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Four dyrmachid Warriors, The Carthaginians, The Battle of Zama, 202 BCE, Armies and Enemies of Ancient Rome--four figures carrying javelins and round shields (2 holding third javelin, 2 wielding swords)
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Item Number: CTSK-02N

Four Adyrmachid Warriors, The Carthaginians, The Battle of Zama, 202 BCE, Armies and Enemies of Ancient Rome--four figures carrying javelins and round shields (2 holding third javelin, 2 wielding swords)

ARMIES AND ENEMIES OF ANCIENT ROME
THE CARTHAGINIANS
THE BATTLE OF ZAMA, 202 BCE

Carthage learnt the use of elephants from fighting in Sicily against Pyrrhus of Epirus between 278 and 276 BCE.  The Carthaginians quickly realized they could easily acquire African Forest Elephants which inhabited North Africa in great numbers.  It was much easier to capture these elephants than import elephants from India.

It was not long before Carthage had the most powerful elephant corps in the Mediterranean world, with stables housing up to 300 elephants located in the capital.  They would replace chariots as the Carthaginian’s main striking force.

The elephants primarily used by the Carthaginian armies were of the now extinct smaller African kind.  They stood between 2m and 2.5m tall.  These elephants were taken from the now long vanished forests of Numidia.  Their primary use was to terrify the uninitiated man and horse, and they carried a single rider known as a mahout, who was armed with a javelin.  Each elephant could also carry an additional soldier armed with javelins or a long spear.

It is believed that the elephants deployed at Zama did not carry infantry in howdahs on their backs.  Most scholars doubt it as the forest species being smaller than Asian elephants, it is believed could not carry the additional weight.  Any elephants with towers were believed to have been imported from India.  However, the Egyptian Ptolemies as well as Numidian kings are recorded as having put towers on forest elephants, and the Roman poet Juvenal mentions towers on Hannibal’s elephants.

In 218 BCE, the Second Punic War began and the famous Carthaginian general Hannibal traversed the Alps to invade Italy with an army that included 37 war elephants, which were believed to be mostly African.  In the course of that arduous crossing, many men, cavalry and draught animals were lost, but apparently (according to ancient sources) not a single elephant.  The elephants were to contribute to Hannibal’s first victory in Italy, on the Trebbia river, where they frightened the Roman cavalry and routed the Roman auxiliaries.  Shortly after the battle, all but one elephant died.  It is not known why?  Maybe the after effects of exhaustion suffered during the crossing, or some disease incurred during the campaign, are all distinct possibilities.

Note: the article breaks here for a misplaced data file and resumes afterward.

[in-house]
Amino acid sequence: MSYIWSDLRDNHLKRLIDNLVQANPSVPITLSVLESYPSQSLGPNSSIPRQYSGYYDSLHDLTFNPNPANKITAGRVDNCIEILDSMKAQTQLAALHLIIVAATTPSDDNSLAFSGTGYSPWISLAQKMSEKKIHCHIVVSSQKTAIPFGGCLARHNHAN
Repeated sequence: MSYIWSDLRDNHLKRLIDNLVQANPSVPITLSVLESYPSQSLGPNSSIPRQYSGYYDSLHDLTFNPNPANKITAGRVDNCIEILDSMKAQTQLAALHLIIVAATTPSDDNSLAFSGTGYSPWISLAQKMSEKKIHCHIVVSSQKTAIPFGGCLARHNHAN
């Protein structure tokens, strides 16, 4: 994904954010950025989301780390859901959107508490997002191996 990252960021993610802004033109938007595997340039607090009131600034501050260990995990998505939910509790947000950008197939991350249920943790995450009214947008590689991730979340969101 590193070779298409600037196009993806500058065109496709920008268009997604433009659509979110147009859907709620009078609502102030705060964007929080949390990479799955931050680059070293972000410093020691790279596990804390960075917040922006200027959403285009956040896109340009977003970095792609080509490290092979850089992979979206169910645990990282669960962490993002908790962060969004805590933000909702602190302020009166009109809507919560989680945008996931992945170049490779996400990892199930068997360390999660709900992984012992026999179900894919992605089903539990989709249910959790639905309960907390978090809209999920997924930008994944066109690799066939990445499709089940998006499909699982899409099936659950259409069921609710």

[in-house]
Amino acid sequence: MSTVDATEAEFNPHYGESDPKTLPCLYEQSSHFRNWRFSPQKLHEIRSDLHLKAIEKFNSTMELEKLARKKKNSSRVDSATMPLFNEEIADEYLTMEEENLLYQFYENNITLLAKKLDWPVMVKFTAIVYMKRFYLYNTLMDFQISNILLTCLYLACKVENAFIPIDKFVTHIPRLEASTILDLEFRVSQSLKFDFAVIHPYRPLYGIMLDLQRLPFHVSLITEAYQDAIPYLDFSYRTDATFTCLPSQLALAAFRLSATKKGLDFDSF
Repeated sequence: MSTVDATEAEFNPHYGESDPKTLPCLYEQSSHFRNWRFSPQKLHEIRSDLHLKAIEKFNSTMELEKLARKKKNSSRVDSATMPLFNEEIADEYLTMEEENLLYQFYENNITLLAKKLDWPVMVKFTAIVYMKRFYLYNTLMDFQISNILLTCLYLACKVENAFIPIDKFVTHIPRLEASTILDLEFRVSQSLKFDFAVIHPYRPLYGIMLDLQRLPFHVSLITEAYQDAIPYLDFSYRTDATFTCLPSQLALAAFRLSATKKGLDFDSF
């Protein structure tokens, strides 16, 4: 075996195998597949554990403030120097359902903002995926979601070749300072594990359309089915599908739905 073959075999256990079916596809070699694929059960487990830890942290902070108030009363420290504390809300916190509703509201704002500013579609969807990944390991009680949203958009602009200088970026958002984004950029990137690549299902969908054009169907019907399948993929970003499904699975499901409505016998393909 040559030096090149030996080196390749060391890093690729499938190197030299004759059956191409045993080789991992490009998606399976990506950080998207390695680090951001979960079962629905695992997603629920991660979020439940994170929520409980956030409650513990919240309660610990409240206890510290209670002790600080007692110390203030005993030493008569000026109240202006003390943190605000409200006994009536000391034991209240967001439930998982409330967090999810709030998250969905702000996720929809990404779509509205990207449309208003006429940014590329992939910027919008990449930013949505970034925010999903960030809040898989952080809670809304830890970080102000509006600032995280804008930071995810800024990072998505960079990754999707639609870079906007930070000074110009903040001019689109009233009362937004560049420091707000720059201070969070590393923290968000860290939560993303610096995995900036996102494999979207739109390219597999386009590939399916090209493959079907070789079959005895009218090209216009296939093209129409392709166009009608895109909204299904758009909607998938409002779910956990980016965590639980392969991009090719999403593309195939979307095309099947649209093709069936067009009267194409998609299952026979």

NORTH AFRICAN ALLIES

Although initially the Carthaginian army was composed only of Citizens of Phoenician origin, it saw increased recruitment of contingents of mercenaries and allies a necessity in order to realize the policy of imperial expansion.  This use of mercenaries saved the metropolitan population from heavy casualties that were not easily replaceable, and it also reflected the Carthaginian concept of war, which was considered simply as an extension of business.  With the enlargement of Punic economic interests the army became more exclusively mercenary and progressively came to include almost all the peoples of the central and western Mediterranean area.

The largest single component of the Punic army usually comprised soldiers recruited or impressed from subject Libyans.  These are often referred to as “Africans”, or Liby-Phoenicians.  These were mercenaries or in some cases conscripts, subject to service from the tenants of the large African estates.  Eventually these mercenaries were no longer simply troops hired for a single campaign and discharged after a few months service, as had originally been the case, especially during the first Punic War.  They were now a professional standing army seasoned by long years of warfare, under the command of skilled generals such as Hamilcar Barca and his sons.

Among the North African allies were the subjected Libyans of the Marmarica, which formed a major part of the light infantry.  These were mainly made up from several tribes, Nasamones, Macae from the Cynips river, the tribes of Barce, the Autololes, the ferocious Adyrmachidae, and the Garamantians.

ADYRMACHID WARRIORS
This Libyan tribe called the Adyrmachidae were described as carrying a buckler of many colours ,a sword in the shape of a sickle, and would wear a single greave on the left leg.  Warriors would have their head shaved except for a central plaited crest, often with a crescent amulet fastened to hang on his brow.  Nose rings were also typical for many punic cultures.

Due to be released in AUGUST 2024.